When cybersecurity meets text mining - an introductory approach


The application of text mining in the cybersecurity domain is not a new topic. However, these terms are not usually found together in cybersecurity product descriptions. Instead, the cybersecurity industry prefers using Natural Language Processing (NLP) in most cases. In other cases, the industry uses a most-fancy term: Artificial Intelligence (AI).

In iCybersec, we follow the authors' definition that text mining seeks to extract useful information from a collection of documents by identifying interesting patterns [1]. However, it is relevant to highlight thatthe collection is formed by unstructured and semi-structured documents, which explains using "text" in text mining. In iCybersec, we believe that text mining defines better patterns identification that cybersecurity solutions can implement, so we will usually use this term. We will differentiate the three terms in future posts since this one aims to present the intersection of text mining and cybersecurity.

Nowadays, text mining plays a significant role in several cybersecurity activities. The first example presented in this post is cyber situational awareness, which offers organizations (or governments) perceptions about the ecosystem surrounding their presence in cyberspace. These perceptions provide elements to understand different contexts related to enterprises, making it possible to create projections about the near future. In order to achieve cyber situational awareness is necessary to collect data from different data sources and design solutions to fuse and process the data aiming to offer information to support strategic decisions. As unstructured data is predominant in cyberspace, text mining plays a central role in analyzing data to extract relevant information.

Cyber situational awareness should use Cyber Threat Intelligence (CTI), which provides evidence-based knowledge about threats to support decisions [2]. Through CTI, an organization can obtain information about cyber threats with the potential to cause a cyber security incident. CTI can also deliver information about threat actors, clarifying the techniques, tactics, and procedures used to launch cyber-attacks. An organization should understand threat actors' behaviors to implement security controls to prevent cyber-attacks. The intelligence provided by CTI can be based on multiple data sources, and many of them feed CTI with unstructured data. As with cyber situational awareness, CTI handles a massive amount of data and needs to count on text mining to deal with it.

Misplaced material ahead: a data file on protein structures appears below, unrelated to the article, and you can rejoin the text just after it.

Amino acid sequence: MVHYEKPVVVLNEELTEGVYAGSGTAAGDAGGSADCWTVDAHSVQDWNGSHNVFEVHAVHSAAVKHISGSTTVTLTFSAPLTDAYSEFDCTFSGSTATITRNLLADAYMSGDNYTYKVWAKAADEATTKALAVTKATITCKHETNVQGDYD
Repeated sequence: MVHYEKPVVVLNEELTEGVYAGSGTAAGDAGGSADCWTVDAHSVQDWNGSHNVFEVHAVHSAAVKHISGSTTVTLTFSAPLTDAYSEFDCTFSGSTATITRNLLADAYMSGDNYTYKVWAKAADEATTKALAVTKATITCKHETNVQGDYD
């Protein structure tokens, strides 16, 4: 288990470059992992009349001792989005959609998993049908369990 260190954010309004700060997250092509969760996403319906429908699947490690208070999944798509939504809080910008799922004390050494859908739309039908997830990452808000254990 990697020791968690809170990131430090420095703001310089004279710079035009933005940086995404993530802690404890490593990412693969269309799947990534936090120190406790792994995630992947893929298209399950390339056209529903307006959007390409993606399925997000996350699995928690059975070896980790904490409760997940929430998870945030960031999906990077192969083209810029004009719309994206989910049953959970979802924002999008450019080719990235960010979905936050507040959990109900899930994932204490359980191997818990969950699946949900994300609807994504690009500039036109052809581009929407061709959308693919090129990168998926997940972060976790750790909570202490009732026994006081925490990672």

Text mining can also support cyber-attack detection when it involves unstructured data. This situation occurs, for example, in phishing and misinformation/disinformation campaigns. These cyber-attacks can be partially or fully based on unstructured data, so text mining can identify patterns used in past campaigns to identify new ones. In a similar context, text mining can also detect online scams and spam messages. Additionally, cyber-attack information can reverberate in real-time in cyberspace, which can be used for detection.

Recently, we were flooded by news reporting hundreds of data leakage incidents. Although cyber incidents usually involve data records related to structured data, many also include unstructured data. Therefore, organizations should count on solutions to identify and avoid data leakages. Text mining can help organizations in creating an inventory of information assets holding sensitive data. This visibility is crucial for cybersecurity teams to implement security controls to protect essential data. Moreover, Data Leakage Prevention (DLP) systems can implement text mining to identify which information is being exchanged through computer networks and block it if necessary.

As presented in this post, many cybersecurity activities require dealing with unstructured data, and a report published by IDC [3] states that the amount of data generated will continue to grow in the following years. The expansion of data generation will demand that organizations use new strategies to separate the wheat from the chaff, and text mining offers powerful tools to face this challenge. In the cybersecurity domain, the scenario will be the same, and the leaders will have to find soon the solutions that will protect their organization in the following years.


[1] Ronen Feldman and James Sanger. The Text Mining Handbook: Advanced Approaches in Analyzing Unstructured Data. Cambridge University Press. 2006.

[2] https://www.gartner.com/en/documents/2487216/definition-threat-intelligence

[3] International Data Group. The Digitization of the World - From Edge to Core. 2018.